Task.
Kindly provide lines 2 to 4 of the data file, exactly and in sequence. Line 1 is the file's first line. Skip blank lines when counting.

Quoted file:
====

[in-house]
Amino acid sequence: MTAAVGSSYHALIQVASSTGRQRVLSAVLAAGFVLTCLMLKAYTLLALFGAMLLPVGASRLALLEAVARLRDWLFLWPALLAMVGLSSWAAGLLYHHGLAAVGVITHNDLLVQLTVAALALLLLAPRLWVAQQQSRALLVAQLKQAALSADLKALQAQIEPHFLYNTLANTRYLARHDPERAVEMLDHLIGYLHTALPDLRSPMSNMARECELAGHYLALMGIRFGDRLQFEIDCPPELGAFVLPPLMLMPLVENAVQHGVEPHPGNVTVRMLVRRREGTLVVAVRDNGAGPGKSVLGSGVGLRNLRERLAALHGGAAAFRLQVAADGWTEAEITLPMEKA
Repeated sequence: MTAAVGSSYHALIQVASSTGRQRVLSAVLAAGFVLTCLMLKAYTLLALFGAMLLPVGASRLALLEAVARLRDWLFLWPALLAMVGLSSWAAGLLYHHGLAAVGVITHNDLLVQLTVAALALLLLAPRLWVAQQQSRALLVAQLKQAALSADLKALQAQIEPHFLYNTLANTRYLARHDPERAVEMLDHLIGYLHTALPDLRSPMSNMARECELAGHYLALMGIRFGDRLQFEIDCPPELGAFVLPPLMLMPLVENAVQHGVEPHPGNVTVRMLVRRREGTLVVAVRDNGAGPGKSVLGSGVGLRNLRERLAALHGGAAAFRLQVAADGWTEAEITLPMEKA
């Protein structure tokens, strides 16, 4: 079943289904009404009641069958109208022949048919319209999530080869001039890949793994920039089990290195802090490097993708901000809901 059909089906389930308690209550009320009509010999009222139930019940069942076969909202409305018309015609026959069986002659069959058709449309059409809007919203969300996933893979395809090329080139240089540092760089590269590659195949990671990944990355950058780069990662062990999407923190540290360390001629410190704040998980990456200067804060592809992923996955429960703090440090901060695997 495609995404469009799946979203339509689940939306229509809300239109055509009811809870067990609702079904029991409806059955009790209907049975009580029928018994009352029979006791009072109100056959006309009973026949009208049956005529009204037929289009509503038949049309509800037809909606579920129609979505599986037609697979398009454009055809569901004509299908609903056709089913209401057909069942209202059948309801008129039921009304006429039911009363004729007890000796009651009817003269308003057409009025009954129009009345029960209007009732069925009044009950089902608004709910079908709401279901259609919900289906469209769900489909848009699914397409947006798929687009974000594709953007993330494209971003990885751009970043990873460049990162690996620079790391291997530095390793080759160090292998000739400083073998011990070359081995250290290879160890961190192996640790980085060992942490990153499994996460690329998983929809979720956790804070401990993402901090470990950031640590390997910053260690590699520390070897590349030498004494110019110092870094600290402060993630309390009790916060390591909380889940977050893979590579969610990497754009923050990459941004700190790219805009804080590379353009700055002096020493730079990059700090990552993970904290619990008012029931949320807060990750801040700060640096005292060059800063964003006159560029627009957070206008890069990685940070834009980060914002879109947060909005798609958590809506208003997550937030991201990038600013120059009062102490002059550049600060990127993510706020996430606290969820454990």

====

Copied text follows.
Amino acid sequence: MTAAVGSSYHALIQVASSTGRQRVLSAVLAAGFVLTCLMLKAYTLLALFGAMLLPVGASRLALLEAVARLRDWLFLWPALLAMVGLSSWAAGLLYHHGLAAVGVITHNDLLVQLTVAALALLLLAPRLWVAQQQSRALLVAQLKQAALSADLKALQAQIEPHFLYNTLANTRYLARHDPERAVEMLDHLIGYLHTALPDLRSPMSNMARECELAGHYLALMGIRFGDRLQFEIDCPPELGAFVLPPLMLMPLVENAVQHGVEPHPGNVTVRMLVRRREGTLVVAVRDNGAGPGKSVLGSGVGLRNLRERLAALHGGAAAFRLQVAADGWTEAEITLPMEKA
Repeated sequence: MTAAVGSSYHALIQVASSTGRQRVLSAVLAAGFVLTCLMLKAYTLLALFGAMLLPVGASRLALLEAVARLRDWLFLWPALLAMVGLSSWAAGLLYHHGLAAVGVITHNDLLVQLTVAALALLLLAPRLWVAQQQSRALLVAQLKQAALSADLKALQAQIEPHFLYNTLANTRYLARHDPERAVEMLDHLIGYLHTALPDLRSPMSNMARECELAGHYLALMGIRFGDRLQFEIDCPPELGAFVLPPLMLMPLVENAVQHGVEPHPGNVTVRMLVRRREGTLVVAVRDNGAGPGKSVLGSGVGLRNLRERLAALHGGAAAFRLQVAADGWTEAEITLPMEKA
């Protein structure tokens, strides 16, 4: 079943289904009404009641069958109208022949048919319209999530080869001039890949793994920039089990290195802090490097993708901000809901 059909089906389930308690209550009320009509010999009222139930019940069942076969909202409305018309015609026959069986002659069959058709449309059409809007919203969300996933893979395809090329080139240089540092760089590269590659195949990671990944990355950058780069990662062990999407923190540290360390001629410190704040998980990456200067804060592809992923996955429960703090440090901060695997 495609995404469009799946979203339509689940939306229509809300239109055509009811809870067990609702079904029991409806059955009790209907049975009580029928018994009352029979006791009072109100056959006309009973026949009208049956005529009204037929289009509503038949049309509800037809909606579920129609979505599986037609697979398009454009055809569901004509299908609903056709089913209401057909069942209202059948309801008129039921009304006429039911009363004729007890000796009651009817003269308003057409009025009954129009009345029960209007009732069925009044009950089902608004709910079908709401279901259609919900289906469209769900489909848009699914397409947006798929687009974000594709953007993330494209971003990885751009970043990873460049990162690996620079790391291997530095390793080759160090292998000739400083073998011990070359081995250290290879160890961190192996640790980085060992942490990153499994996460690329998983929809979720956790804070401990993402901090470990950031640590390997910053260690590699520390070897590349030498004494110019110092870094600290402060993630309390009790916060390591909380889940977050893979590579969610990497754009923050990459941004700190790219805009804080590379353009700055002096020493730079990059700090990552993970904290619990008012029931949320807060990750801040700060640096005292060059800063964003006159560029627009957070206008890069990685940070834009980060914002879109947060909005798609958590809506208003997550937030991201990038600013120059009062102490002059550049600060990127993510706020996430606290969820454990």